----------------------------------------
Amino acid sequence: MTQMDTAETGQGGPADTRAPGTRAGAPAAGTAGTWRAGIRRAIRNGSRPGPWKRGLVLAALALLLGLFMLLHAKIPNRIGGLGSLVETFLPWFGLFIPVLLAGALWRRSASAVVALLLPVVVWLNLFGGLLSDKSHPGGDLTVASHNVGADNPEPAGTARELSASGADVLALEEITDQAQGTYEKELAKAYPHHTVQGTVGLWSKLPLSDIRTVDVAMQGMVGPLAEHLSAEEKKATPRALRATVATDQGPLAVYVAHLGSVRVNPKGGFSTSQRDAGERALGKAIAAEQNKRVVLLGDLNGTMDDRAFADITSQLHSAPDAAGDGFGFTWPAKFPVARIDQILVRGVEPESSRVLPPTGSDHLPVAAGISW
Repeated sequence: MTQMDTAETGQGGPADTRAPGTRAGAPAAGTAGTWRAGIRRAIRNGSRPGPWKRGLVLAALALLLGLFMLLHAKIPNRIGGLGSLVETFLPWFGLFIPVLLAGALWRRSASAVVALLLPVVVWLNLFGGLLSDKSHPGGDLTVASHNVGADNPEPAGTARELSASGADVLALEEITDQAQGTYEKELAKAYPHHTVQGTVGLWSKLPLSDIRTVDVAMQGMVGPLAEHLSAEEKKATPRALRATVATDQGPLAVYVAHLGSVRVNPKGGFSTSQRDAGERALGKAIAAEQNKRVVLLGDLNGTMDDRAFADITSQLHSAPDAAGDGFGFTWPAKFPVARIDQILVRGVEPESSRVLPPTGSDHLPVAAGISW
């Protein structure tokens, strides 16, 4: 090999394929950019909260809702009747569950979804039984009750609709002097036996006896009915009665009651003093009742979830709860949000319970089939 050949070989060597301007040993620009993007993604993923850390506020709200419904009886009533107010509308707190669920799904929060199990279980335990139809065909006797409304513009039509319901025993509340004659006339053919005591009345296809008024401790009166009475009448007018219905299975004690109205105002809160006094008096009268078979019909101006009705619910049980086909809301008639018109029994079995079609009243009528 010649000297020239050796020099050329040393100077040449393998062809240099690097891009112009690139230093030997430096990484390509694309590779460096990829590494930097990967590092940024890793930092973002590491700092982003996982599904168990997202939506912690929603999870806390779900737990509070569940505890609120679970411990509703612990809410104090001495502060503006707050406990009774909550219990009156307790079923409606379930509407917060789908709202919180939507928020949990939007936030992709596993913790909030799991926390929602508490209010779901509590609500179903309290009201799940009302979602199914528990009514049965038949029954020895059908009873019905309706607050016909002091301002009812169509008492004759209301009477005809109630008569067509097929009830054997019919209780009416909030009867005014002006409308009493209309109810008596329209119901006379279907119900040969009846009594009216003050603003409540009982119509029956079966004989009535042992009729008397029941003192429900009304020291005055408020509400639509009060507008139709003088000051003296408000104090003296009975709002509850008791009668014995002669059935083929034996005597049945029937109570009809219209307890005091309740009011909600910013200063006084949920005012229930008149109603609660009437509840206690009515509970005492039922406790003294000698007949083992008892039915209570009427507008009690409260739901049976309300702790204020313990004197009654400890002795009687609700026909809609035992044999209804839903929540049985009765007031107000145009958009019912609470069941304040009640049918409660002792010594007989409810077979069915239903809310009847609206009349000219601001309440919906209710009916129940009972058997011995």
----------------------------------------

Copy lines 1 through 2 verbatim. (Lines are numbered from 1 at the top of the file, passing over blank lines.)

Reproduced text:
Amino acid sequence: MTQMDTAETGQGGPADTRAPGTRAGAPAAGTAGTWRAGIRRAIRNGSRPGPWKRGLVLAALALLLGLFMLLHAKIPNRIGGLGSLVETFLPWFGLFIPVLLAGALWRRSASAVVALLLPVVVWLNLFGGLLSDKSHPGGDLTVASHNVGADNPEPAGTARELSASGADVLALEEITDQAQGTYEKELAKAYPHHTVQGTVGLWSKLPLSDIRTVDVAMQGMVGPLAEHLSAEEKKATPRALRATVATDQGPLAVYVAHLGSVRVNPKGGFSTSQRDAGERALGKAIAAEQNKRVVLLGDLNGTMDDRAFADITSQLHSAPDAAGDGFGFTWPAKFPVARIDQILVRGVEPESSRVLPPTGSDHLPVAAGISW
Repeated sequence: MTQMDTAETGQGGPADTRAPGTRAGAPAAGTAGTWRAGIRRAIRNGSRPGPWKRGLVLAALALLLGLFMLLHAKIPNRIGGLGSLVETFLPWFGLFIPVLLAGALWRRSASAVVALLLPVVVWLNLFGGLLSDKSHPGGDLTVASHNVGADNPEPAGTARELSASGADVLALEEITDQAQGTYEKELAKAYPHHTVQGTVGLWSKLPLSDIRTVDVAMQGMVGPLAEHLSAEEKKATPRALRATVATDQGPLAVYVAHLGSVRVNPKGGFSTSQRDAGERALGKAIAAEQNKRVVLLGDLNGTMDDRAFADITSQLHSAPDAAGDGFGFTWPAKFPVARIDQILVRGVEPESSRVLPPTGSDHLPVAAGISW